Next week we will tackle the question, “can handle bars be too wide?”.

 

 

Skeeter and his cockpit set up for his bad back.

Mountain Bike Cockpit For Riders With Back Issues and/or Tight Hips

Mountain Bike Cockpit For Riders With Back Issues and/or Tight Hips

Most mountain bikers are tenacious but riders who refuse to quit or even start riding with major back issues like fused vertebrates, degenerative disk disease, bulging disks, etc. really inspire me! I was fortunate enough to coach just such a rider this weekend, Skeeter is a 57 year old mountain biker who has been riding dirt bikes for years and has degenerative disk disease. His cockpit set up is really tall which will compromise the bikes handling a bit but it is way better than not riding or riding a bike set up for performance that makes your back hurt.  A 58 year old woman with four fused vertebrae that I coached in a camp with us in 2003  had her bike set up similarly and I explained she might have to walk a few steep climbs (because it is nearly impossible on a steep hill to keep your weight centered with your bars 3-4 inches higher than your saddle) but those climbs are only a small fraction of her riding miles. At least she is out riding! The fact that she was starting to ride at 58 blew me away, she never had a bike as a kid even!

Here is Skeeter’s cockpit setup for his back issues:

Skeeter's Mountain Bike Cockpit For His Bad Back

Skeeter’s Mountain Bike Cockpit For His Bad Back

 

This will compromise the bikes handling a bit (because it is nearly impossible when climbing a steep hill to keep your weight centered with your bars 3-4 inches higher than your saddle and your bars will be too high descending putting you in a tall and upright position) but it is way better than not riding or riding a bike set up for performance that makes your back hurt worse. See these articles on body position for more on that: http://betterride.net/blog/2011/mtb-skills-tip-w-pic-technical-climbing-wandy-winohradsky/ and http://betterride.net/blog/2010/mountain-bike-desending-body-position-101-video-demonstration/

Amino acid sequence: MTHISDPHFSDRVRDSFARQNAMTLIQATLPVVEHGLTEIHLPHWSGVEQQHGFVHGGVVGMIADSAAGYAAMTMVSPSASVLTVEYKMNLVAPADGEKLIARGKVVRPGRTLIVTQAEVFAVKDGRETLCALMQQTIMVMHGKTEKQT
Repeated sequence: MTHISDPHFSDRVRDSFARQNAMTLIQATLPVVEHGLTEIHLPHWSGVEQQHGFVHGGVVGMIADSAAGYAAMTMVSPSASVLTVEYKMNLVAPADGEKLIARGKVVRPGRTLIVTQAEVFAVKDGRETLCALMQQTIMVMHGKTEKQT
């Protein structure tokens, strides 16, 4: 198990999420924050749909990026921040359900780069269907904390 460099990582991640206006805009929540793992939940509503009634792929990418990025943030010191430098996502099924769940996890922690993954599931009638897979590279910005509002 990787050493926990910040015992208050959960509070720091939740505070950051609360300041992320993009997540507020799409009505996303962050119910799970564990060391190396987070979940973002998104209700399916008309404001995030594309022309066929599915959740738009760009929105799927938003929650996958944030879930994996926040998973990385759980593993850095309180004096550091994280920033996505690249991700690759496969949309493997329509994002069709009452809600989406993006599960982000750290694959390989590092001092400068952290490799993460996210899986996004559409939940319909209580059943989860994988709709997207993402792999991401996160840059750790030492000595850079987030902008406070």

Great to see riders of all shapes, sizes and with various performance reducing injuries/conditions still out riding and having fun on the trail!

The Final Say on Mountain Bike Wheel Size!

The Final Say on Mountain Bike Wheel Size! All you need to know about wheel sizes and what size is right for you.

All this might get you thinking about test riding a bike so read this article to get the most out of your test ride:

http://betterride.net/?p=2885

First ask yourself honestly how many mtbs you want at any given time. Can you afford one mountain bike, two bikes (a downhill bike and an xc bike), or three bikes, (a xc bike, an enduro/all mtn bike and a downhill bike), four bikes (a xc bike, an enduro/all mtn bike, a dirt jumper and a downhill bike) or five bikes, (a fat bike, xc bike, an enduro/all mtn bike, a dirt jumper and a downhill bike)? Sadly, a friend of mine owns all five of those bikes but he has never invested in is own riding so he rides all of those bikes not nearly as well as he could (slightly out of balance, slightly out of control, entering corners fast and coming out slow, etc.) so don’t be a fool and spend all your money on your bikes, spend some on you!

Then ask yourself what you want to do on each bike as your answer/s will differ greatly if you can afford multiple bikes.